La Llorna

la-llorona-31La Llorna is a Hispanic legend which came to popular television in an episode of the NBC drama Grimm in 2012. It’s one I’ve wanted to write about for some time, but only recently put fingers to keyboard to bring the story to life here on the blog. As with most legends, there are multiple versions. I have attempted to combine them all into one fluid story. The legend itself is most commonly known in Mexico, Puerto Rico, southwestern United States and parts of Central and South America.

She is said to appear as the ghost of a beautiful woman with long flowing black hair and wearing a white gown. She roams rivers and creeks, searching for children to drag to their watery grave.

Referred to as “Maria”, in life La Llorna was a beautiful young peasant girl who turned every male eye, young and old, rich and poor alike. While she spent most of her day at home, in the evenings she would dress up in her best dress and entertain the men in the local fandangos.

Because of her beauty, Maria believed herself better than everyone else around her and refused all advances from men in the villages. She finally found a worthy match in a young ranchero: he was handsome, he was a good horseman, he was wealthy and he could play the guitar and sing beautifully. The young ranchero wooed Maria and managed to win her hand in marriage.

The marriage began wonderfully, the pair producing two fine sons. Everything seemed idyllic. A happy family. But after a few years, the ranchero returned to the wild prairie, leaving his wife and children behind. He’d leave for months at a time, returning only to visit his sons and effectively ignoring his wife. He even spoke of leaving Maria to marry someone of his own class.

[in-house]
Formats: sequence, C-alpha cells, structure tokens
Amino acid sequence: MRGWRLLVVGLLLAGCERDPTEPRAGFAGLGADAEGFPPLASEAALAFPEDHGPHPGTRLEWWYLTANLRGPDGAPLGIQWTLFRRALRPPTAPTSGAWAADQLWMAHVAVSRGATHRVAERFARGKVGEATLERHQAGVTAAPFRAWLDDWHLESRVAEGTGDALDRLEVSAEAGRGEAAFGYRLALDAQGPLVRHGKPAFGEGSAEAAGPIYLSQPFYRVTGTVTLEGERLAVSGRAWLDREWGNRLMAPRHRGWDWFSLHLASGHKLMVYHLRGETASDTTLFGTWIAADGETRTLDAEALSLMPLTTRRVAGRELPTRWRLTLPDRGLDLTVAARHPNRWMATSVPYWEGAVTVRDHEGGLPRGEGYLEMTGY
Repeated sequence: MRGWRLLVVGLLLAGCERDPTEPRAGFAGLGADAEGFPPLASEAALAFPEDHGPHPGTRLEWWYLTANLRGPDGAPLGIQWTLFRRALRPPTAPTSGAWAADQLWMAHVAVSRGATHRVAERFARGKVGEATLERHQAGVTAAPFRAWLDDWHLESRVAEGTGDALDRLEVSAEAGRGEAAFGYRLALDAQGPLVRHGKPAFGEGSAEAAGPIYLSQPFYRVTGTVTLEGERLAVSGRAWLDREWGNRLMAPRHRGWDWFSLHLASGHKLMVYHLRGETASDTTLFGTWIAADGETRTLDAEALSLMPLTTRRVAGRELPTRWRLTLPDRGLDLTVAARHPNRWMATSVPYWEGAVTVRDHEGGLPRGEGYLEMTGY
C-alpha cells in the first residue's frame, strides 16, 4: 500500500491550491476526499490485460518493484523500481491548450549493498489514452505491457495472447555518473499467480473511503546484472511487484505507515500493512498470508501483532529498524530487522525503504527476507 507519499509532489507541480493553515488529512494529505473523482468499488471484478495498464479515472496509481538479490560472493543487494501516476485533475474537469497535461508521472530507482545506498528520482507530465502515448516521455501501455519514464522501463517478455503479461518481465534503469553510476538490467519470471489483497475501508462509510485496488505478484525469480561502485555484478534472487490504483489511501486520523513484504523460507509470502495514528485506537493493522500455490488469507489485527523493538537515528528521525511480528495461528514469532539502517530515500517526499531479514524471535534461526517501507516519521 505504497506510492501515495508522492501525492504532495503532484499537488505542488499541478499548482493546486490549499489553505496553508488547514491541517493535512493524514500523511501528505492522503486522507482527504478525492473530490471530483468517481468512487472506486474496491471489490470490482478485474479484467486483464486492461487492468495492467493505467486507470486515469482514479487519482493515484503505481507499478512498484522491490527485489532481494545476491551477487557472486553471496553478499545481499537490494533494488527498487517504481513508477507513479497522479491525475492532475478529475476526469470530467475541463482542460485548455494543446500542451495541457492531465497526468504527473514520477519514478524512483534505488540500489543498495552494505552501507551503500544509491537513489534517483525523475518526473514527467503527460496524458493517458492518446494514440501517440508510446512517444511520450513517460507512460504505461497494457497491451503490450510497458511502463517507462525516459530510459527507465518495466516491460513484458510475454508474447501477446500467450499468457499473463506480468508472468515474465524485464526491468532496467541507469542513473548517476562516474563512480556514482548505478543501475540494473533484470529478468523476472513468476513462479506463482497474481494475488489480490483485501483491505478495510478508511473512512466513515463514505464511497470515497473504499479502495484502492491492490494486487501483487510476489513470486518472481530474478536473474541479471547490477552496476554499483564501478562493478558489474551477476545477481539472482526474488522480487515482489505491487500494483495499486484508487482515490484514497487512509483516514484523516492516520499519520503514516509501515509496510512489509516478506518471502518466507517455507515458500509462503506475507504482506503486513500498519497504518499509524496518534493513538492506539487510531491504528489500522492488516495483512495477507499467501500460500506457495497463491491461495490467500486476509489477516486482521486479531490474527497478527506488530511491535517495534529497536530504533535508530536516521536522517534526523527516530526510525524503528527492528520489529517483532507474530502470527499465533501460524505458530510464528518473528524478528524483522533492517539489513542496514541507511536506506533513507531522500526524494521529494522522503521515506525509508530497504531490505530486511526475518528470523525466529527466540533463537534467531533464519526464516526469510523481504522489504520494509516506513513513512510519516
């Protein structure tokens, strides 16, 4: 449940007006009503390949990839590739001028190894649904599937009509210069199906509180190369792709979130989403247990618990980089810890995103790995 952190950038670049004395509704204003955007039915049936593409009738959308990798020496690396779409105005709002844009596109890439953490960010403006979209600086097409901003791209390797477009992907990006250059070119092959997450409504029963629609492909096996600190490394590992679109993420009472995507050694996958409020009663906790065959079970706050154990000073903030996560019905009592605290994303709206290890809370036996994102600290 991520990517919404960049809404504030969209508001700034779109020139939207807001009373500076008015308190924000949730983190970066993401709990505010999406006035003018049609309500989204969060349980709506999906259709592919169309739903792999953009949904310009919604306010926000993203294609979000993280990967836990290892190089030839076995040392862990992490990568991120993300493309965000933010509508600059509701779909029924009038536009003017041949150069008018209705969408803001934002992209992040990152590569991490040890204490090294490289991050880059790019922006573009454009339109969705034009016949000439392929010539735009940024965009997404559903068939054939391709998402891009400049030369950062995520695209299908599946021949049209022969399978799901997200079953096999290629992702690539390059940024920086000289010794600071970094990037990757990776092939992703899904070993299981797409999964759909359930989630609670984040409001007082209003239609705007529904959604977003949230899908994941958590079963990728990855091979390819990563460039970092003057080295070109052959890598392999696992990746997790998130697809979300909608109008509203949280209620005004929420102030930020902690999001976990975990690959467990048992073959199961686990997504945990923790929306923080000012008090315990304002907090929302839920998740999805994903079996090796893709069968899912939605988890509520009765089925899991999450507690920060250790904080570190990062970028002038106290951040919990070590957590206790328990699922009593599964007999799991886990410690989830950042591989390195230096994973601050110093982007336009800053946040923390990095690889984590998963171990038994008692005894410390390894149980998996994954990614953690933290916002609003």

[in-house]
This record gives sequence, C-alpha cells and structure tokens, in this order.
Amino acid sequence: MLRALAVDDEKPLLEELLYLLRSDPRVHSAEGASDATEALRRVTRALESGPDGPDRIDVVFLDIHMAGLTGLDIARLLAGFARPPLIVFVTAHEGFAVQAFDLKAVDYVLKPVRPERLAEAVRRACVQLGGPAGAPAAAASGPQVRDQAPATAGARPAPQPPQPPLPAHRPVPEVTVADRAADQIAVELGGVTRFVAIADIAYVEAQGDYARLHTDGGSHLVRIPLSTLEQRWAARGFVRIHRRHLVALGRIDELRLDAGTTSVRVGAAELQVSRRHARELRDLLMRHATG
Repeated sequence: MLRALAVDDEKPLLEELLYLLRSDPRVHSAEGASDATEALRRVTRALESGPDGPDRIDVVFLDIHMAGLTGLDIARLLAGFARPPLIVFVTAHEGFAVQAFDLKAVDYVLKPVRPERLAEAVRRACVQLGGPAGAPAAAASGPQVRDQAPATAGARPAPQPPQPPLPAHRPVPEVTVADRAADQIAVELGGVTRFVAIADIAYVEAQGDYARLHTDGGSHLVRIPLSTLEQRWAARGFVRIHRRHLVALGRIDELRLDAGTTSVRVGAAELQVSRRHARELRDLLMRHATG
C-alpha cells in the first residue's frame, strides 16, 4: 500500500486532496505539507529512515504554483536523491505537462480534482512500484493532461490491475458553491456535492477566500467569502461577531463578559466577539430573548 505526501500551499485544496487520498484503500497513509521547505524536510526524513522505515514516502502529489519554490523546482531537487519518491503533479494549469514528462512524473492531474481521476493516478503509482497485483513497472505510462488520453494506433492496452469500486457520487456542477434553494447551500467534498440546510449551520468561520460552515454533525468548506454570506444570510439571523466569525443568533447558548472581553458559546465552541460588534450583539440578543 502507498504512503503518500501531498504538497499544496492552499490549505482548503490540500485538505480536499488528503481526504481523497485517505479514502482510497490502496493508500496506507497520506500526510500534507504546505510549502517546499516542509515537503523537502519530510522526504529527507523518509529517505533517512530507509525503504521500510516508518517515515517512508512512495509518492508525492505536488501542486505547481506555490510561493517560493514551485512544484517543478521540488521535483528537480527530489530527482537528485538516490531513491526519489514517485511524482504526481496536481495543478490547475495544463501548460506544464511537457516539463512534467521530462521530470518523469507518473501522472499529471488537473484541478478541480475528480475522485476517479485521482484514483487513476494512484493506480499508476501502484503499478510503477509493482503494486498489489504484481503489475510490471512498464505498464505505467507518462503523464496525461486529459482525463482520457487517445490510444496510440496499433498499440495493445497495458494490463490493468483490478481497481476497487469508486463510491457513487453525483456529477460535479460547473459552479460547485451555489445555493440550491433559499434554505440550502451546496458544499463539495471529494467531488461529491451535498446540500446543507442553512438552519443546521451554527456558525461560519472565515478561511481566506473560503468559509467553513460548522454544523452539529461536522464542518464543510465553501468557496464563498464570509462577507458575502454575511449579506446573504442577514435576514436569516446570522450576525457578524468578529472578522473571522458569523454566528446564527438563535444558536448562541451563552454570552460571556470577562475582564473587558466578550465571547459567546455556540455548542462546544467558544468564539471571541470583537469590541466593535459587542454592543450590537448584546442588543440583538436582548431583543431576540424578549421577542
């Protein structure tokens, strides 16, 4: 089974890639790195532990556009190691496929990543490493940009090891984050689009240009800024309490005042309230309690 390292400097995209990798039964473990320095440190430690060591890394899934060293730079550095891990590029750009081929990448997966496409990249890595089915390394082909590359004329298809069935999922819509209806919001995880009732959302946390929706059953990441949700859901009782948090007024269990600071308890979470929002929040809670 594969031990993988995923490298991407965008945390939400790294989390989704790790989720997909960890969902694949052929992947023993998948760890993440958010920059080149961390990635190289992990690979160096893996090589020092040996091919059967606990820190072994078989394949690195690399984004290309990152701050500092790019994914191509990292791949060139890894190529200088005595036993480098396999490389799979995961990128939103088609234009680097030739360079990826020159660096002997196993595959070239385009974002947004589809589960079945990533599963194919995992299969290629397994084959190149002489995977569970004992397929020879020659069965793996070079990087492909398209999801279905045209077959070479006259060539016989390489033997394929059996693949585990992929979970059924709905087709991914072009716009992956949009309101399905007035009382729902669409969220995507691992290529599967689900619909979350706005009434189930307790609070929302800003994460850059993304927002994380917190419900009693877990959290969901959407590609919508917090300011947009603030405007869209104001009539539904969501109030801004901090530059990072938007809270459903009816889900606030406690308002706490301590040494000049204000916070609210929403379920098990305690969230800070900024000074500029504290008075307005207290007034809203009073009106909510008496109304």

Some versions of the story state that she drowned her sons in a fit of jealousy; while others indicate they drowned from Maria’s neglect in supervising them. However it happened, Maria quickly realized the error of her ways and attempted to save them to no avail. Again, the versions of the tale diverge a bit here. One version says that she was found dead on the banks of the river the next morning by a traveler while another version states she ran through the village streets screaming and wailing inconsolably. Day after day she would roam the banks of the river, searching for her sons in the hopes that they would return. She refused to eat and soon wasted away.

Not long after Maria’s death, her spirit appeared walking along the river crying out for her sons. Many a dark night she can be seen wearing the same white robe she’d been buried in, searching for her sons. Today children are warned against going in search of La Llorna at night, lest she snatch them and drown them as she did her own.

Sources:

La Llorona – Weeping Woman of the Southwest

La Llorona – A Hispanic Legend

http://en.wikipedia.org/wiki/La_Llorona

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